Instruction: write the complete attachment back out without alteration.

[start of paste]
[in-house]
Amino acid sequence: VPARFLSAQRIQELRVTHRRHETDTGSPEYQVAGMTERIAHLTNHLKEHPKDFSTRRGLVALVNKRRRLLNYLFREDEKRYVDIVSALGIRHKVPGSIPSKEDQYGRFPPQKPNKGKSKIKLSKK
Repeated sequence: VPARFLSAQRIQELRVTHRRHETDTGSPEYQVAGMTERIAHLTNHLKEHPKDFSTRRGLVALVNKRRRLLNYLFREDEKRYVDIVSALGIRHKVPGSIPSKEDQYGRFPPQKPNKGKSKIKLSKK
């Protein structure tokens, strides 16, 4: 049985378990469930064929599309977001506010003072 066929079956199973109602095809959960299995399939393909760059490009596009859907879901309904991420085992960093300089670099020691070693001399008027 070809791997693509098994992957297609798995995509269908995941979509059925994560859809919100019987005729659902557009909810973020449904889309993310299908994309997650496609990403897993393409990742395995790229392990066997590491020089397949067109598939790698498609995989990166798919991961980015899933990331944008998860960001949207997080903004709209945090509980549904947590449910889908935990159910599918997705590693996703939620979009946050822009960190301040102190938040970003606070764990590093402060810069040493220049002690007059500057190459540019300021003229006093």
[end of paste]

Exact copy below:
[in-house]
Amino acid sequence: VPARFLSAQRIQELRVTHRRHETDTGSPEYQVAGMTERIAHLTNHLKEHPKDFSTRRGLVALVNKRRRLLNYLFREDEKRYVDIVSALGIRHKVPGSIPSKEDQYGRFPPQKPNKGKSKIKLSKK
Repeated sequence: VPARFLSAQRIQELRVTHRRHETDTGSPEYQVAGMTERIAHLTNHLKEHPKDFSTRRGLVALVNKRRRLLNYLFREDEKRYVDIVSALGIRHKVPGSIPSKEDQYGRFPPQKPNKGKSKIKLSKK
């Protein structure tokens, strides 16, 4: 049985378990469930064929599309977001506010003072 066929079956199973109602095809959960299995399939393909760059490009596009859907879901309904991420085992960093300089670099020691070693001399008027 070809791997693509098994992957297609798995995509269908995941979509059925994560859809919100019987005729659902557009909810973020449904889309993310299908994309997650496609990403897993393409990742395995790229392990066997590491020089397949067109598939790698498609995989990166798919991961980015899933990331944008998860960001949207997080903004709209945090509980549904947590449910889908935990159910599918997705590693996703939620979009946050822009960190301040102190938040970003606070764990590093402060810069040493220049002690007059500057190459540019300021003229006093």